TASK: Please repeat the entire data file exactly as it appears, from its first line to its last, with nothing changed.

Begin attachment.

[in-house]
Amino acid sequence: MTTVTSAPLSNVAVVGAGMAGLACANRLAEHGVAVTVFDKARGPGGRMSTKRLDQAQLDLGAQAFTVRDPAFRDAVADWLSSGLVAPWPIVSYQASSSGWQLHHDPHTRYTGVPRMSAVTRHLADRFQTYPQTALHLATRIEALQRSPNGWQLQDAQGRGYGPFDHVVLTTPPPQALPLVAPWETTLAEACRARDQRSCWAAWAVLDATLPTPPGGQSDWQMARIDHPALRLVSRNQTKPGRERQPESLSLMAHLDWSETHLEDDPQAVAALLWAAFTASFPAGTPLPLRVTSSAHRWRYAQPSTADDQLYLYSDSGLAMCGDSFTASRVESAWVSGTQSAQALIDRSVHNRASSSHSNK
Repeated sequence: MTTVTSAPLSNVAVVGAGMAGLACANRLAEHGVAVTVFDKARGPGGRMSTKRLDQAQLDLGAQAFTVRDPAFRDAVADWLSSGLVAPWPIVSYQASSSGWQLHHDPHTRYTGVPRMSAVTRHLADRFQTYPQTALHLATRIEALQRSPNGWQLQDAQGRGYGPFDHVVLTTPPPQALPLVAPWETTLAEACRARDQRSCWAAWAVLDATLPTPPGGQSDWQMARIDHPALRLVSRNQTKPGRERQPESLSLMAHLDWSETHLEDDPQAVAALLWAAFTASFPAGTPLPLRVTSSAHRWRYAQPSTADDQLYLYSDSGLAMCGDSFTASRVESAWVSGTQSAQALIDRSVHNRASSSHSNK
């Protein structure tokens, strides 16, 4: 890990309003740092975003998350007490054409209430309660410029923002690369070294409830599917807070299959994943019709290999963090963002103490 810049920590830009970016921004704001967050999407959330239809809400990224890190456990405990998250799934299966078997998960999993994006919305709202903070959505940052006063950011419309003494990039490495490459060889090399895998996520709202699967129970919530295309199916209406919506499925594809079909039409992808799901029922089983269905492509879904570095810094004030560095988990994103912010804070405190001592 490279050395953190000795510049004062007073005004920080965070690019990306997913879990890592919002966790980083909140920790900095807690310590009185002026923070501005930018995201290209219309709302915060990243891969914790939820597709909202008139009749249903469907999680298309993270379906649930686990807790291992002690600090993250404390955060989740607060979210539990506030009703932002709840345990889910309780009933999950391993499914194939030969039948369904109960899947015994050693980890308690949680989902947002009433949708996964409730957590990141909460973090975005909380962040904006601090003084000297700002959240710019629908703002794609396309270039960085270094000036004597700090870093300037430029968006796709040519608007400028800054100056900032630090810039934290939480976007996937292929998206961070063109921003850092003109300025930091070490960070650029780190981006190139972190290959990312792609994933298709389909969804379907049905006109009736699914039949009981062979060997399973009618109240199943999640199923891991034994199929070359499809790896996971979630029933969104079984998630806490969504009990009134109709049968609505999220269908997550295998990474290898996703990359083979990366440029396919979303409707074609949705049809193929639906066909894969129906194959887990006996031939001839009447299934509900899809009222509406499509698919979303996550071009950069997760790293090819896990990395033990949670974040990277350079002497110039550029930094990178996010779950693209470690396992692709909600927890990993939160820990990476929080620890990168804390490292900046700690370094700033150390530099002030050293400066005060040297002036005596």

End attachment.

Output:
[in-house]
Amino acid sequence: MTTVTSAPLSNVAVVGAGMAGLACANRLAEHGVAVTVFDKARGPGGRMSTKRLDQAQLDLGAQAFTVRDPAFRDAVADWLSSGLVAPWPIVSYQASSSGWQLHHDPHTRYTGVPRMSAVTRHLADRFQTYPQTALHLATRIEALQRSPNGWQLQDAQGRGYGPFDHVVLTTPPPQALPLVAPWETTLAEACRARDQRSCWAAWAVLDATLPTPPGGQSDWQMARIDHPALRLVSRNQTKPGRERQPESLSLMAHLDWSETHLEDDPQAVAALLWAAFTASFPAGTPLPLRVTSSAHRWRYAQPSTADDQLYLYSDSGLAMCGDSFTASRVESAWVSGTQSAQALIDRSVHNRASSSHSNK
Repeated sequence: MTTVTSAPLSNVAVVGAGMAGLACANRLAEHGVAVTVFDKARGPGGRMSTKRLDQAQLDLGAQAFTVRDPAFRDAVADWLSSGLVAPWPIVSYQASSSGWQLHHDPHTRYTGVPRMSAVTRHLADRFQTYPQTALHLATRIEALQRSPNGWQLQDAQGRGYGPFDHVVLTTPPPQALPLVAPWETTLAEACRARDQRSCWAAWAVLDATLPTPPGGQSDWQMARIDHPALRLVSRNQTKPGRERQPESLSLMAHLDWSETHLEDDPQAVAALLWAAFTASFPAGTPLPLRVTSSAHRWRYAQPSTADDQLYLYSDSGLAMCGDSFTASRVESAWVSGTQSAQALIDRSVHNRASSSHSNK
């Protein structure tokens, strides 16, 4: 890990309003740092975003998350007490054409209430309660410029923002690369070294409830599917807070299959994943019709290999963090963002103490 810049920590830009970016921004704001967050999407959330239809809400990224890190456990405990998250799934299966078997998960999993994006919305709202903070959505940052006063950011419309003494990039490495490459060889090399895998996520709202699967129970919530295309199916209406919506499925594809079909039409992808799901029922089983269905492509879904570095810094004030560095988990994103912010804070405190001592 490279050395953190000795510049004062007073005004920080965070690019990306997913879990890592919002966790980083909140920790900095807690310590009185002026923070501005930018995201290209219309709302915060990243891969914790939820597709909202008139009749249903469907999680298309993270379906649930686990807790291992002690600090993250404390955060989740607060979210539990506030009703932002709840345990889910309780009933999950391993499914194939030969039948369904109960899947015994050693980890308690949680989902947002009433949708996964409730957590990141909460973090975005909380962040904006601090003084000297700002959240710019629908703002794609396309270039960085270094000036004597700090870093300037430029968006796709040519608007400028800054100056900032630090810039934290939480976007996937292929998206961070063109921003850092003109300025930091070490960070650029780190981006190139972190290959990312792609994933298709389909969804379907049905006109009736699914039949009981062979060997399973009618109240199943999640199923891991034994199929070359499809790896996971979630029933969104079984998630806490969504009990009134109709049968609505999220269908997550295998990474290898996703990359083979990366440029396919979303409707074609949705049809193929639906066909894969129906194959887990006996031939001839009447299934509900899809009222509406499509698919979303996550071009950069997760790293090819896990990395033990949670974040990277350079002497110039550029930094990178996010779950693209470690396992692709909600927890990993939160820990990476929080620890990168804390490292900046700690370094700033150390530099002030050293400066005060040297002036005596």